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WOMEN POLITICALLY GREAT.

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MARY of Scotland was as remarkable for her beauty and her crimes, as for the possession of a crown. Throughout life, she was completely the creature of passion, and her utter shamelessness in the matter of modesty is notorious. Few lives, perhaps, were spent in such a circle of depravity. She caused the murder of her husband, because he avenged himself upon a musician, who was her gallant ; and she completed the measure of her enormities, by marrying her husband's assassin!

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KATHERINE II., Empress of Russia, occupies a distinguished place in the list of female monarchs; but in public life, the grasping ambition of this woman was restrained by no feelings of justice or compunction, and her private character remains quite indefensible. She indulged all the natural passions to the most unlimited and shameless extent. The name of Katherine of Russia is a name

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CHRISTINA of Sweden has been unaccountably held up as a grand model, and the great

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prodigy of her sex. Unfeminine in the extreme, this princess never displayed, as she perhaps never felt, any inclination for the employments or society of her own sex ; she occupied herself with such amusements as required strength and activity ; and on one occasion, having dismissed her female attendants, she laid aside the garb as well as manners of her sex:--" I would become a man,” said this virago; “yet I do not love men because they are men, but because they are not women.”

Her learning, like Elizabeth's, was pedantic, though it does not appear that she knew enough to make even a lady a pedant. Formed naturally with the romantic turn of mind so common to her sex, she chose rather, in contempt of nature, to direct her studies to disputes about the nature of ideas, vortexes, and such unavailing speculations. All her pretended philosophy seems only to have had this effect on her,--that she had far less self-knowledge than the generality of her sex : never was she known to admit or approve of what happened to disaccord with her own views or inclinations.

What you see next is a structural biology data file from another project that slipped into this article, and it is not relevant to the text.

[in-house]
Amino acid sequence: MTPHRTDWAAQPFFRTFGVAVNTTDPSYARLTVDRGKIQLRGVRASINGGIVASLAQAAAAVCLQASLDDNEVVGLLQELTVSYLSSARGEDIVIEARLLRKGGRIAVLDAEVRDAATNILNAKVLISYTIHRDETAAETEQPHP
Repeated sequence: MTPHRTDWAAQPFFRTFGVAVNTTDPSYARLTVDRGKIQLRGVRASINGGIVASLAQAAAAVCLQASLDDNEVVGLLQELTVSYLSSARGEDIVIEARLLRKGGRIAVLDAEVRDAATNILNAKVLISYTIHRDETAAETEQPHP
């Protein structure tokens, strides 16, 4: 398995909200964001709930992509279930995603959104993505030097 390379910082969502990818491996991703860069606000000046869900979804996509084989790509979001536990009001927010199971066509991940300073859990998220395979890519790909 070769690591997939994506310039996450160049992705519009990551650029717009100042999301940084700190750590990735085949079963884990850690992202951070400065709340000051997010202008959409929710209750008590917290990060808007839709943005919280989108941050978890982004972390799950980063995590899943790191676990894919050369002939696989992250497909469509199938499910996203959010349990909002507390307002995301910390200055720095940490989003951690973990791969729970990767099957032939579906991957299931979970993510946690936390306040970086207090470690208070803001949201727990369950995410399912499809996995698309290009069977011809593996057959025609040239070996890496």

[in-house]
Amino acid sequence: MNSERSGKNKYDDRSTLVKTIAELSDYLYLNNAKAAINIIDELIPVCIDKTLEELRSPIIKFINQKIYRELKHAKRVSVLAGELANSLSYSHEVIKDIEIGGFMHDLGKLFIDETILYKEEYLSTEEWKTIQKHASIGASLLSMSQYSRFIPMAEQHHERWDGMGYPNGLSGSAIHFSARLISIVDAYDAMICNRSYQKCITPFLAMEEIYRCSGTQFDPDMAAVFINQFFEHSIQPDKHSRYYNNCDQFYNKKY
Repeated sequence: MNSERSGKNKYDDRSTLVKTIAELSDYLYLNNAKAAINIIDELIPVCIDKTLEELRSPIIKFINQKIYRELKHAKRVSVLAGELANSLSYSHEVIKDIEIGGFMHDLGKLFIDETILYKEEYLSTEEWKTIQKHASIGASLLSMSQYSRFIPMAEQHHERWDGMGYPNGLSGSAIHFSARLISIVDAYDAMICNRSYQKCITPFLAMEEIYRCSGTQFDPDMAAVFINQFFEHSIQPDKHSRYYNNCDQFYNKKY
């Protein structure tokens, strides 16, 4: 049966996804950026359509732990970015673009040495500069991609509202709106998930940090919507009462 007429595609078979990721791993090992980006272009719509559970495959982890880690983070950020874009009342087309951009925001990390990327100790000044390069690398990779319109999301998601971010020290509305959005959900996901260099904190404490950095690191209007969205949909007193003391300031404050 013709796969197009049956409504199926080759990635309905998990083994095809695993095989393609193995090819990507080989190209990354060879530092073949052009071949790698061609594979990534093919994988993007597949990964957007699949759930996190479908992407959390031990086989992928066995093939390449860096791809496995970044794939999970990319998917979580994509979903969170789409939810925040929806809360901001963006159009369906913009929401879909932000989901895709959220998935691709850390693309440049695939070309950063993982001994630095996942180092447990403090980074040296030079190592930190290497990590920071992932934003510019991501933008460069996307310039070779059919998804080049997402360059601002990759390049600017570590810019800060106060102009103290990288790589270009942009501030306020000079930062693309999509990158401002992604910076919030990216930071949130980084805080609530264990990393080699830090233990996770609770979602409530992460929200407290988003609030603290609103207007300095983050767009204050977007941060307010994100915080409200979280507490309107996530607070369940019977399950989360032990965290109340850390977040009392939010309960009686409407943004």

Her caprice was unbounded. After abdi

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cating her throne, she expressed a fervent hope never to revisit her native country; but she found herself discontented, and probably disregarded in a private station, for she was now a female Sampson with her hair shorn : she was therefore again desirous to have reassumed the reins of government ; but this was not permitted; for, among her other caprices, she had renounced her religion.

Christina was mean and vindictive: by the murder of a faithful servant, she at length drew on herself the general hatred of her cotemporaries. We have but to add, (what requires no confirmation) that this famous personage, female we can scarce call her,--was far from being religiously strict in her life and morals. The historians of that day,-nay, the very writers of her own court, made no scruple to arrange and publish accounts of the royal intrigues.

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may add to our list of queens the two consorts of Napoleon, whose names have attracted much attention from being mixed up so frequently with the great events of modern

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nent as a female sovereign. Her beauty, like that of Mary, seems to have been in her day unrivalled ; and perhaps it was this excellence, together with the extravagancies of her life, which have equally contributed to hand down her name to posterity. Although a woman more than commonly attractive and accomplished, she was also one of great vice and wickedness. She passed a life abandonedly voluptuous, -as false to her numerous lovers in succession, as she was to the dignity of her sex and crown.

SEMIRAMIS is another of the stars of antiquity. With excessive ambition and love of power, she prevailed upon her infatuated husband to invest her with the sovereignty for the space of five days,—an interregnum which she commenced by putting him to death. History accuses her of extreme licentiousness of conduct; she selected her favourites in succession from the flow

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